The economics of local forest management (or another lesson in Elinor Ostrom)

by on October 14, 2009 at 7:20 am in Economics | Permalink

Here are some recent results:

In the first study of its kind, Chhatre and Arun Agrawal of the University of Michigan
in Ann Arbor compared forest ownership with data on carbon
sequestration, which is estimated from the size and number of trees in
a forest. Hectare-for-hectare, they found that tropical forest under
local management stored more carbon than government-owned forests.
There are exceptions, says Chhatre, "but our findings show that we can
increase carbon sequestration simply by transferring ownership of
forests from governments to communities".

One reason may be that locals protect forests best if
they own them, because they have a long-term interest in ensuring the
forests' survival. While governments, whatever their intentions,
usually license destructive logging, or preside over a free-for-all in
which everyone grabs what they can because nobody believes the forest
will last (Proceedings of the National Academy of Sciences, DOI: 10.1073/pnas.0905308106).

The authors suggest that locals would also make a better job
of managing common pastures, coastal fisheries and water supplies. They
argue that their findings contradict a long-standing environmental
idea, called the "tragedy of the commons", which says that natural
resources left to communal control get trashed. In fact, says Agrawal,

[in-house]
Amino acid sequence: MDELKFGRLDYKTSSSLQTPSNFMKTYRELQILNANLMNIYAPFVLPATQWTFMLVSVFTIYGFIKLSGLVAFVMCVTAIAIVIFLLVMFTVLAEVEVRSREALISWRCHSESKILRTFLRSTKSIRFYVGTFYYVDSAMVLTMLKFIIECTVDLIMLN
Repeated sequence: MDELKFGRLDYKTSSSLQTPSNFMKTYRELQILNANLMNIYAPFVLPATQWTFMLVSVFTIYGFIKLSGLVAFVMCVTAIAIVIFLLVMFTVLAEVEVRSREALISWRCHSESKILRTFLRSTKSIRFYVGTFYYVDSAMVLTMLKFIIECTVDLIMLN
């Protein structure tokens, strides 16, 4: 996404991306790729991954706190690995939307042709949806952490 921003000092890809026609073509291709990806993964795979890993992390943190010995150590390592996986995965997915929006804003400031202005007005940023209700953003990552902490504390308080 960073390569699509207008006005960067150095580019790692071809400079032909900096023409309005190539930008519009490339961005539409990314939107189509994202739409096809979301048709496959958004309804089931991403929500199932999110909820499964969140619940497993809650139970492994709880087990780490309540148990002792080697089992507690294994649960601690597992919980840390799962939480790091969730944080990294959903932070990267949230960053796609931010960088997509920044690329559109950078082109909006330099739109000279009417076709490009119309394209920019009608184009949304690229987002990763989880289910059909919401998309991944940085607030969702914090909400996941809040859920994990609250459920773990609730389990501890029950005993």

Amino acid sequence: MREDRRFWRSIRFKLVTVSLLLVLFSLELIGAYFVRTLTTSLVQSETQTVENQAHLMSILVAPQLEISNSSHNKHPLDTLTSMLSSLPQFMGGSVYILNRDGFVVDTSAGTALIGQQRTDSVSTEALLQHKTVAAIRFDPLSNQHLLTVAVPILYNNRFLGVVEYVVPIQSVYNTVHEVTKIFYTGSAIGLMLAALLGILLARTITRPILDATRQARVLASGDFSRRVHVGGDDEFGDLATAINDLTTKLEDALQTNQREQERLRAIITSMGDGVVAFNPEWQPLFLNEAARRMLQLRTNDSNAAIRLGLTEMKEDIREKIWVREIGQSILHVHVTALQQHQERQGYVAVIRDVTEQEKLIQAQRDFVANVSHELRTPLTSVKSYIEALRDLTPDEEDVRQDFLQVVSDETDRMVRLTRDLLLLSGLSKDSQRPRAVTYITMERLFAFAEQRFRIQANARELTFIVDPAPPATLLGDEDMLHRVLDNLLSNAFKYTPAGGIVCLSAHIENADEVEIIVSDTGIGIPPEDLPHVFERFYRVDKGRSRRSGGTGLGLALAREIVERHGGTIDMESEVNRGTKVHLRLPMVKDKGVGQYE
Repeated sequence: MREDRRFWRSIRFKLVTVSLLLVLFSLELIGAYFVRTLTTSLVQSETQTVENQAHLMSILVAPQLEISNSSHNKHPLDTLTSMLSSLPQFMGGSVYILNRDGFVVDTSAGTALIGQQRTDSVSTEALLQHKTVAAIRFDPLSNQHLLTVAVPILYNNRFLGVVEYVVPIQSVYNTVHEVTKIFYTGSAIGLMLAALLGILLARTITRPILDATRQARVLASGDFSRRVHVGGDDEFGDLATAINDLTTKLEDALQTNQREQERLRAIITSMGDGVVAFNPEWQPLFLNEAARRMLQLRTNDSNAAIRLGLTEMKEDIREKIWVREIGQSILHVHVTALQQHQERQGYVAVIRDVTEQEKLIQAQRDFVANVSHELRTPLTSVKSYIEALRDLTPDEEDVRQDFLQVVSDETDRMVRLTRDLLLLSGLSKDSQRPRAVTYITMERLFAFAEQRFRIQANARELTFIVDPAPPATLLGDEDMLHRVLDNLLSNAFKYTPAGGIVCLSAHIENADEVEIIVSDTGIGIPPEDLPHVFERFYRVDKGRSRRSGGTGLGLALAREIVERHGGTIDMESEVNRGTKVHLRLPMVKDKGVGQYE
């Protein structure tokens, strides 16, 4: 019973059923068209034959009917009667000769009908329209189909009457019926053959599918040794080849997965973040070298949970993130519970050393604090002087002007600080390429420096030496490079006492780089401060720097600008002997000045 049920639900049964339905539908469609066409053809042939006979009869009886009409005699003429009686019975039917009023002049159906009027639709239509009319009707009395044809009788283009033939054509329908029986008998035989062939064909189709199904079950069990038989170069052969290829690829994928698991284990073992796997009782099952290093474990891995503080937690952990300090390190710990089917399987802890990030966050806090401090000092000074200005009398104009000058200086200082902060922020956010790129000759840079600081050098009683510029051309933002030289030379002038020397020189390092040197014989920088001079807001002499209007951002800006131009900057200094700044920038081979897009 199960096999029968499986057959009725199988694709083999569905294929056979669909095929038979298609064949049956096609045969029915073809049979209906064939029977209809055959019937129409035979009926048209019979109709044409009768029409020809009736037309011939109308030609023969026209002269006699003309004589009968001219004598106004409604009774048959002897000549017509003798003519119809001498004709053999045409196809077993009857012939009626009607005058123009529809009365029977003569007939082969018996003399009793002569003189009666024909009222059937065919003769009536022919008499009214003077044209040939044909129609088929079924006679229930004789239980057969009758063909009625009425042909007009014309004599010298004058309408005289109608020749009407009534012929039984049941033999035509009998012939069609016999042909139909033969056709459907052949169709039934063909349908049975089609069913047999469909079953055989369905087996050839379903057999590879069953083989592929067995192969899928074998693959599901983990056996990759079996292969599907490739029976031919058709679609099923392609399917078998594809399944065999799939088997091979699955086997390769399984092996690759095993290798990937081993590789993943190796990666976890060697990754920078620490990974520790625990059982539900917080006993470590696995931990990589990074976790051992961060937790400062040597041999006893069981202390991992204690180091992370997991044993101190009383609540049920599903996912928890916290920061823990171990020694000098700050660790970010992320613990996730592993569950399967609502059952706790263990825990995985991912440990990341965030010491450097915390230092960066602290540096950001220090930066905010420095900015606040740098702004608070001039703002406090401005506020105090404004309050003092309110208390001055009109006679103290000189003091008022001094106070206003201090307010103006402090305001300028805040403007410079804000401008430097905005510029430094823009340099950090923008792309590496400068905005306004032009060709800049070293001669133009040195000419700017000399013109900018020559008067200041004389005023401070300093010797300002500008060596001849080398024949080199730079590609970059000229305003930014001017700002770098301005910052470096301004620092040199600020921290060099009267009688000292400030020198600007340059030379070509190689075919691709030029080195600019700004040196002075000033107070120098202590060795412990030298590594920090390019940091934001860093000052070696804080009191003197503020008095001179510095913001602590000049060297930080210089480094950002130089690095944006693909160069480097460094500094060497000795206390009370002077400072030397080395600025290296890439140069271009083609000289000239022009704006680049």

"communities are perfectly capable of managing their resources
sustainably".

If you turn to the first page of the paper itself, the header reads:

Edited by Elinor Ostrom, Indiana University, Bloomington, IN, and approved September 4, 2009 (received for review July 22,
2009)

Of course this sort of result is inspired by her work as well.  For the pointer I thank Andrew Grant.

Geoff NoNick October 14, 2009 at 8:26 am

Of course carbon sequestration (even if you think that sort of thing important) isn’t all about storing wood in forests. Logging for building timber allows carbon to be permanently sequestered in the form of wood building material. Carbon left in the forest is eventually released as wood rots or is burned in forest fires (hence why tropical forests, with larger average live trees and no natural forest fires) sequester the most.

michael webster October 14, 2009 at 8:51 am

Ostrom is not saying that community ownership works all the time, and in fact proposes 6 or 7 rules for predicting when community ownership will fail/succeed.

Justin Martyr October 14, 2009 at 12:25 pm

so community ownership is a free market phenomenon or not?. both socialists and libertarians seem to be claiming ostorm’s views as supporting their viewpoints.

Good question. I think Ostrom refutes the more radical libertarians who argue that economics comes down to incentives and self-regarding actors who maximize expected utility. I don’t think it is a problem for Hayek-style libertarians (quite the contrary) who argue for decentralized solutions because they lead to efficient social norms.